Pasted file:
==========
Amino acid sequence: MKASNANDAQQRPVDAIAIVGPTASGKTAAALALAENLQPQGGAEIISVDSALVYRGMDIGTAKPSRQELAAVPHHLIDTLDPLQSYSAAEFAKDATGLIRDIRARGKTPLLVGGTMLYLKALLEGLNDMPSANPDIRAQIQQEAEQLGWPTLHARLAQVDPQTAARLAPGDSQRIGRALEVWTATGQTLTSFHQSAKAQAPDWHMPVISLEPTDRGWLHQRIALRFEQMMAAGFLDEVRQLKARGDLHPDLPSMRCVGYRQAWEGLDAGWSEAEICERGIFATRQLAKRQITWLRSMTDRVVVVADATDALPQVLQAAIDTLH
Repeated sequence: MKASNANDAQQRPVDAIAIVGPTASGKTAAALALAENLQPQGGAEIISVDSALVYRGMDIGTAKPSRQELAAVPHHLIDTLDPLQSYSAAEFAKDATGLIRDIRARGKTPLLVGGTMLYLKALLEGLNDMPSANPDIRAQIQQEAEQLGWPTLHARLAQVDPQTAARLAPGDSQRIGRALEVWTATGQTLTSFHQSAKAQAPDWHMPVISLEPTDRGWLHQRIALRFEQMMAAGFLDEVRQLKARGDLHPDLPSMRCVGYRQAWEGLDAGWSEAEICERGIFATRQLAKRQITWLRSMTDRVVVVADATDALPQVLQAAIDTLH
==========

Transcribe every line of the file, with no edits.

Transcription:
Amino acid sequence: MKASNANDAQQRPVDAIAIVGPTASGKTAAALALAENLQPQGGAEIISVDSALVYRGMDIGTAKPSRQELAAVPHHLIDTLDPLQSYSAAEFAKDATGLIRDIRARGKTPLLVGGTMLYLKALLEGLNDMPSANPDIRAQIQQEAEQLGWPTLHARLAQVDPQTAARLAPGDSQRIGRALEVWTATGQTLTSFHQSAKAQAPDWHMPVISLEPTDRGWLHQRIALRFEQMMAAGFLDEVRQLKARGDLHPDLPSMRCVGYRQAWEGLDAGWSEAEICERGIFATRQLAKRQITWLRSMTDRVVVVADATDALPQVLQAAIDTLH
Repeated sequence: MKASNANDAQQRPVDAIAIVGPTASGKTAAALALAENLQPQGGAEIISVDSALVYRGMDIGTAKPSRQELAAVPHHLIDTLDPLQSYSAAEFAKDATGLIRDIRARGKTPLLVGGTMLYLKALLEGLNDMPSANPDIRAQIQQEAEQLGWPTLHARLAQVDPQTAARLAPGDSQRIGRALEVWTATGQTLTSFHQSAKAQAPDWHMPVISLEPTDRGWLHQRIALRFEQMMAAGFLDEVRQLKARGDLHPDLPSMRCVGYRQAWEGLDAGWSEAEICERGIFATRQLAKRQITWLRSMTDRVVVVADATDALPQVLQAAIDTLH